How Will Government Repay Its Debt to Social Security?
Allen W. Smith, Ph.D.
Social Security is, today, facing its greatest challenges ever. If the surplus revenue, generated by the 1983 payroll tax increase, had been saved and invested in marketable U.S. Treasury bonds, as was the intent of the legislation, the Social Security trust fund would now hold $2.7 trillion in "good-as-gold" marketable U.S. Treasury bonds. These bonds could have been sold in the open market, as needed, and full benefits could have been paid until 2033. But, instead of saving and investing the surplus money, the government spent every dime of it for non-Social Security purposes, leaving the trust fund without any real assets.
Every penny of the $2.7 trillion in surplus revenue, generated by the 1983 payroll tax hike, was spent on wars and other government programs, as it came in. The government took the money and replaced it with non-marketable government IOUs. These IOUs, called "special issues of the Treasury," are held only by the trust funds, and they have no market value. The only real money that Social Security has is the monthly flow of payroll tax revenue, plus that portion of income taxes paid on Social Security benefits. Even the interest that Social Security is supposed to receive on the money the government has "borrowed," has never been paid in cash. Instead, the government "pays interest" to Social Security by issuing still more of the same non-marketable IOUs.
With 10,000 new baby boomers retiring each and every day, the gap between tax revenue and the cost of paying full benefits will get wider and wider. The 2012 Social Security Trustees Report estimates that the gap between revenue and the cost of full benefits will be $53.2 billion in 2012, $95.0 billion in 2020, and a whopping $318.7 billion in 2030. This means that the government will have to come up with $318.7 billion, in the form of higher taxes, reduced spending on other programs, or by borrowing massive additional amounts of money, in order for full benefits to be paid in 2030.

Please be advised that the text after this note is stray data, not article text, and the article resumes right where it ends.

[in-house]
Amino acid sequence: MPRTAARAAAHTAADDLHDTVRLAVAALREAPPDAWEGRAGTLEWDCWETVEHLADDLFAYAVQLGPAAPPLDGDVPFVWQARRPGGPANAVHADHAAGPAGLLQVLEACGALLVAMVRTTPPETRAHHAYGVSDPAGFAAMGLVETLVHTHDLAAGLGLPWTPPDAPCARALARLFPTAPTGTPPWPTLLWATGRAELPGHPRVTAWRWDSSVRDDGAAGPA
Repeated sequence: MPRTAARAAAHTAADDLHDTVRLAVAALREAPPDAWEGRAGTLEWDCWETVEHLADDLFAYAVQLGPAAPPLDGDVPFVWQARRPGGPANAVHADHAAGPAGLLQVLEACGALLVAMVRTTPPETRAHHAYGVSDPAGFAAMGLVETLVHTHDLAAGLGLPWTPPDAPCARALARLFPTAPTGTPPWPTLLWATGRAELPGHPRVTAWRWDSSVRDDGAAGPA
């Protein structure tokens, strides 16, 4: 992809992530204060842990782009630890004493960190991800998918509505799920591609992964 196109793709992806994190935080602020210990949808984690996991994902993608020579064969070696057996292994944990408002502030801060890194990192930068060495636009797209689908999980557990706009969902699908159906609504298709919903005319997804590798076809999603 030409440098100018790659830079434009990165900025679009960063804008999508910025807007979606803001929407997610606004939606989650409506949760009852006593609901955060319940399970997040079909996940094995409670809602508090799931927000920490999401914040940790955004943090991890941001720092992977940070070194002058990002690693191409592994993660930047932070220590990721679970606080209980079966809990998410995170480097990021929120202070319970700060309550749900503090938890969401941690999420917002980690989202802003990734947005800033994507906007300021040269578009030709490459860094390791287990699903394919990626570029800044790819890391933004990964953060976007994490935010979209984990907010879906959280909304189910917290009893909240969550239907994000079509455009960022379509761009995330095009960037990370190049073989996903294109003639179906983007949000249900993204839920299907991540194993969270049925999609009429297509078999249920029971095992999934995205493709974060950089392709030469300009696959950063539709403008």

Contrary to the claims of many, Social Security cannot "pay full benefits until 2033 without any government action." The $2.7 trillion that is thought to be in the trust fund no longer exists. As Senator Tom Coburn (R-OK) said during a senate speech on March 16, 2011, "The money's gone. It's been used for another purpose." Only if the government repays the $2.7 trillion it has "borrowed" from Social Security, can the program pay full benefits for years to come. It is unable to pay full benefits, even for this year, from its current revenue.
To make matters worse, America is today going through the greatest tax rebellion since the Boston Tea Party. Americans for Tax Reform, led by Grover Norquist, has managed to get hundreds of members of Congress to sign a pledge that they will not vote for any tax increase of any kind or amount. This anti-tax movement has become very powerful, and it is a major roadblock to any tax increase, including one that might be exclusively earmarked for repaying the Social Security money.
In the summer of 2011, irresponsible politicians took the nation to the brink of national bankruptcy over what should have been a routine vote to raise the debt ceiling, and there are indications that the same thing might happen again. It is very questionable as to whether or not today's, or tomorrow's, politicians will risk their political careers by voting for a tax increase to pay back the Social Security money that was "borrowed" and spent by yesterday's politicians.
Finally, although the government has a moral obligation to repay the Social Security money, it is not legally required to repay it. Section 1104 of the 1935 Social Security Act, specifically states, "The right to alter, amend,or repeal any provision of this Act is hearby reserved to the Congress." Also, in a 1960 United States Supreme Court ruling (Fleming v. Nestor), the Court ruled that nobody has a "contractual, earned right" to Social Security benefits. Congress could legally do whatever it wanted to do with regard to changing, or even eliminating, Social Security.
Copyright 2012 Allen W. Smith
Dr. Allen W. Smith is Professor of Economics, Emeritus, at Eastern Illinois University. He is the author of seven books, including, "The Looting of Social Security," and he has been researching and writing about Social Security financing for the past twelve years. Allen has appeared on CNN and CNBC, and he has done more that 200 radio interviews. Visit website at www.thebiglie.net for more information on Social Security funding.
Allen W. Smith, Ph.D.
487 Majestic Gardens Blvd.
Winter Haven, FL 33880